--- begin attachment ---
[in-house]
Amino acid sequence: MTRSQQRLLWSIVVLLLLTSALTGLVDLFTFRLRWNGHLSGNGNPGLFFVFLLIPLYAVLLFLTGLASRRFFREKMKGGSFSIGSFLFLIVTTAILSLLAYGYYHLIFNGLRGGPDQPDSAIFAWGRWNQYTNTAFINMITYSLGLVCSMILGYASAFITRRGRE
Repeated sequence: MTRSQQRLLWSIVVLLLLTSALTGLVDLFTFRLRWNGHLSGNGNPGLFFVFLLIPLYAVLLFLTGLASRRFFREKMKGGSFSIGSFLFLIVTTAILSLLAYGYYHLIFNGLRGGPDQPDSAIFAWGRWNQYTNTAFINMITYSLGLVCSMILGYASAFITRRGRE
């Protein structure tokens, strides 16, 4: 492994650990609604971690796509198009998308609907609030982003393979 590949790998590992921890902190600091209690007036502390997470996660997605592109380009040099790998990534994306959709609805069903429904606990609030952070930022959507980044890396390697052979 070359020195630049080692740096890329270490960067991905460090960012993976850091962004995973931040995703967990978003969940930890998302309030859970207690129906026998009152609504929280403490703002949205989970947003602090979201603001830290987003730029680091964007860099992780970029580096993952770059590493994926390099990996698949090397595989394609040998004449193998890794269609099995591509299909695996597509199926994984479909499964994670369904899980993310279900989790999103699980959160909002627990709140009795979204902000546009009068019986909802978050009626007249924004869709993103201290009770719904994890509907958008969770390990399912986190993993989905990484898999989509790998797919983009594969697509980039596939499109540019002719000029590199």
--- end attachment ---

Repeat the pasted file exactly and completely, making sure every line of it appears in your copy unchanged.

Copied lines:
[in-house]
Amino acid sequence: MTRSQQRLLWSIVVLLLLTSALTGLVDLFTFRLRWNGHLSGNGNPGLFFVFLLIPLYAVLLFLTGLASRRFFREKMKGGSFSIGSFLFLIVTTAILSLLAYGYYHLIFNGLRGGPDQPDSAIFAWGRWNQYTNTAFINMITYSLGLVCSMILGYASAFITRRGRE
Repeated sequence: MTRSQQRLLWSIVVLLLLTSALTGLVDLFTFRLRWNGHLSGNGNPGLFFVFLLIPLYAVLLFLTGLASRRFFREKMKGGSFSIGSFLFLIVTTAILSLLAYGYYHLIFNGLRGGPDQPDSAIFAWGRWNQYTNTAFINMITYSLGLVCSMILGYASAFITRRGRE
């Protein structure tokens, strides 16, 4: 492994650990609604971690796509198009998308609907609030982003393979 590949790998590992921890902190600091209690007036502390997470996660997605592109380009040099790998990534994306959709609805069903429904606990609030952070930022959507980044890396390697052979 070359020195630049080692740096890329270490960067991905460090960012993976850091962004995973931040995703967990978003969940930890998302309030859970207690129906026998009152609504929280403490703002949205989970947003602090979201603001830290987003730029680091964007860099992780970029580096993952770059590493994926390099990996698949090397595989394609040998004449193998890794269609099995591509299909695996597509199926994984479909499964994670369904899980993310279900989790999103699980959160909002627990709140009795979204902000546009009068019986909802978050009626007249924004869709993103201290009770719904994890509907958008969770390990399912986190993993989905990484898999989509790998797919983009594969697509980039596939499109540019002719000029590199």